Banned adviser may have been blindsided by CBA licensee
A document seen by ifa suggests that an adviser banned by ASIC may have been blindsided by his former CBA-aligned licensee.
Yesterday, ASIC announced that it has banned Matthew Geappen for a period of five years after the regulator expressed concern he advised his clients to switch from one insurance product to another, commonly referred to as 'churn', which allowed him to generate commissions from insurance providers.
According to the corporate watchdog, Mr Geappen’s ban is part of ASIC’s Wealth Management Project, meaning his alleged misconduct occurred during his stint as an adviser for CBA-aligned licensee Financial Wisdom.
Its investigation found that he:
- failed to act in the best interests of his clients;
- failed to give advice that was appropriate;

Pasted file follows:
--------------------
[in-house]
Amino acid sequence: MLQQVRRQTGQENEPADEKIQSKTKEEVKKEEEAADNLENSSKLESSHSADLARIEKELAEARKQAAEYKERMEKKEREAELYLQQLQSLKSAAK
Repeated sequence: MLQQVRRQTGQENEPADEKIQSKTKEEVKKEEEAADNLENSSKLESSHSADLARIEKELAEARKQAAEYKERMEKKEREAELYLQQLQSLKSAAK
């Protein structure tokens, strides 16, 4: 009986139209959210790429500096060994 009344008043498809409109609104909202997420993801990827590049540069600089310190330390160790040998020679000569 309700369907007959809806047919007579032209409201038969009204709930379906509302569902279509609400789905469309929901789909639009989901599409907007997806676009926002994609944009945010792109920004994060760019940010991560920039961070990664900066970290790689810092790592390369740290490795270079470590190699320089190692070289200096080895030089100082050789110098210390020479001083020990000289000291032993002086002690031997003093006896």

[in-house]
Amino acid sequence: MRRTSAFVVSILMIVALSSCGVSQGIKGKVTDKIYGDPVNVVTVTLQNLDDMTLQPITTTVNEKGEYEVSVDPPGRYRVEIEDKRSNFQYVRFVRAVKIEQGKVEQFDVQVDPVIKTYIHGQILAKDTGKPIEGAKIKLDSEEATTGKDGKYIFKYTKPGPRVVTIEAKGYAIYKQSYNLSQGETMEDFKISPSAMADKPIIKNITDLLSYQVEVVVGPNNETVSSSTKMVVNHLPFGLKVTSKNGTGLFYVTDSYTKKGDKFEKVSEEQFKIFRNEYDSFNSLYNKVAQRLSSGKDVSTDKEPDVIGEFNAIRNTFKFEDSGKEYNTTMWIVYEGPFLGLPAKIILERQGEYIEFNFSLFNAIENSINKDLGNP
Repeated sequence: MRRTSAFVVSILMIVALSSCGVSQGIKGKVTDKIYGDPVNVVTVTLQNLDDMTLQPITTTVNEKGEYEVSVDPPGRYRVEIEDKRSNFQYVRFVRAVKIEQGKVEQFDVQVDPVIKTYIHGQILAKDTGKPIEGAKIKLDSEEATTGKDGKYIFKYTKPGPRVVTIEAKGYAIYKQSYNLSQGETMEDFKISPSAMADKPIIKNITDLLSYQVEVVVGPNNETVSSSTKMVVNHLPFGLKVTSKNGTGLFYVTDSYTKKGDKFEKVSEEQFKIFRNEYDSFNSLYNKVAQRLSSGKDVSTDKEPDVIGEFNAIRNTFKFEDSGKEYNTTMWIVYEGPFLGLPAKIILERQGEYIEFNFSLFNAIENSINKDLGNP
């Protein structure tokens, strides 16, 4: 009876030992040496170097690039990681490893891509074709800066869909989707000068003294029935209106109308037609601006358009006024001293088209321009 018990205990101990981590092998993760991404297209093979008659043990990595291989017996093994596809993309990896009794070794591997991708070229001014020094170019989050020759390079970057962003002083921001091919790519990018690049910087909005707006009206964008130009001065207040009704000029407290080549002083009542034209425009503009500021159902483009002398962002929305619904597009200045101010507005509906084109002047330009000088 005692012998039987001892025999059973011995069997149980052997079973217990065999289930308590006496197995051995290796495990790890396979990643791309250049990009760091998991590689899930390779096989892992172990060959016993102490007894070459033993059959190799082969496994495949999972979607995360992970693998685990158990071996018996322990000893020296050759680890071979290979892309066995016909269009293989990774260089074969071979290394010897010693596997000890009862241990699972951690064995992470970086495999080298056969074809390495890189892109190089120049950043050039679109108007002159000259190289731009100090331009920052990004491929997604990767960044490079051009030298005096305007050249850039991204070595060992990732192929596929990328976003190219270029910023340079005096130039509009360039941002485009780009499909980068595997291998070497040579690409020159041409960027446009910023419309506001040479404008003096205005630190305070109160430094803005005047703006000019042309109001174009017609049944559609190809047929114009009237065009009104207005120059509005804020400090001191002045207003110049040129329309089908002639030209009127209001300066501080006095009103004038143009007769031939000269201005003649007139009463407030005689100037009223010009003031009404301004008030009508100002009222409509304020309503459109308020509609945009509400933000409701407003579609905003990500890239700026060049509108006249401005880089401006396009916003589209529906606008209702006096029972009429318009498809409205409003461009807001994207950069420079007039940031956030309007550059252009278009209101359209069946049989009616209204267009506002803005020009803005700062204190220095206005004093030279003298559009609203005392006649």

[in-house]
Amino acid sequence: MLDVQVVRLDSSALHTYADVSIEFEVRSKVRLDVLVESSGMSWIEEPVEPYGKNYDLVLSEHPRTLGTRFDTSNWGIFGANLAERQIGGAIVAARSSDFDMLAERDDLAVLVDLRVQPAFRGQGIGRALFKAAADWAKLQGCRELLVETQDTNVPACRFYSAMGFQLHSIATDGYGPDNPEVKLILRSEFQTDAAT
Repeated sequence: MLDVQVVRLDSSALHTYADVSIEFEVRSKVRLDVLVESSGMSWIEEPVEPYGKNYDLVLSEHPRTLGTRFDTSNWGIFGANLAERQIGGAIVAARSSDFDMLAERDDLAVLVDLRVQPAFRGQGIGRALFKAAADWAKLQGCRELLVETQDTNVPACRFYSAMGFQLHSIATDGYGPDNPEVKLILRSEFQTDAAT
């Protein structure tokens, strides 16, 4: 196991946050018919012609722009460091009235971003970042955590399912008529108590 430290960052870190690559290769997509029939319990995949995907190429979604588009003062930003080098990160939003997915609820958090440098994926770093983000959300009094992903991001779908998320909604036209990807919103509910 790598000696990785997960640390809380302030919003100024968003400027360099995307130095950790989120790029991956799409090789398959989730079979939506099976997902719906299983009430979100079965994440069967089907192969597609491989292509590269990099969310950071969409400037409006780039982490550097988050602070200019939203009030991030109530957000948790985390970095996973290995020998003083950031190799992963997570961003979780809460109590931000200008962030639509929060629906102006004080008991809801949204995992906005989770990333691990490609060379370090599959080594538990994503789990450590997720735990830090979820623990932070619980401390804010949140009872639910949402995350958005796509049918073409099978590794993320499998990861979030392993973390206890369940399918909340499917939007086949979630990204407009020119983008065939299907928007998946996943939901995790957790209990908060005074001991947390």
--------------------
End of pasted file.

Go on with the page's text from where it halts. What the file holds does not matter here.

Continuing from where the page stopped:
- failed to give priority to the interests of his clients over his own interests; and
- was not adequately trained or competent to provide financial services.
But in a quality advice assurance review report from Financial Wisdom dated 21 March 2016, seen by ifa, Financial Wisdom only found three minor isues with Mr Geappen's advice to clients.
Regarding one client, the report noted further information and coaching needed to be provided to the client on the validity of the SoA being 30 days after it’s provided.
The other two issues regarded the proper discussion and documentation of client goals.
Further, it noted the issue “has not been raised as a concern in this report, but is provided as feedback only”.
Mr Geappen was with Financial Wisdom from December 2006 to December 2016, before moving to Dover Financial from December 2016 to May 2018.
He then moved from Dover to Synchron in May 2018 until October 2018, before his banning order commenced on 30 November 2018.
The audit report does not say Mr Geappen’s advices are not in the clients’ best interests, not appropriate or prioritise his interests over the clients’ interests, as was mentioned in ASIC’s banning order.
Nor did the audit report say the adviser is not adequately trained, is not competent to provide financial services advice and is of poor fame and character.
More to come.
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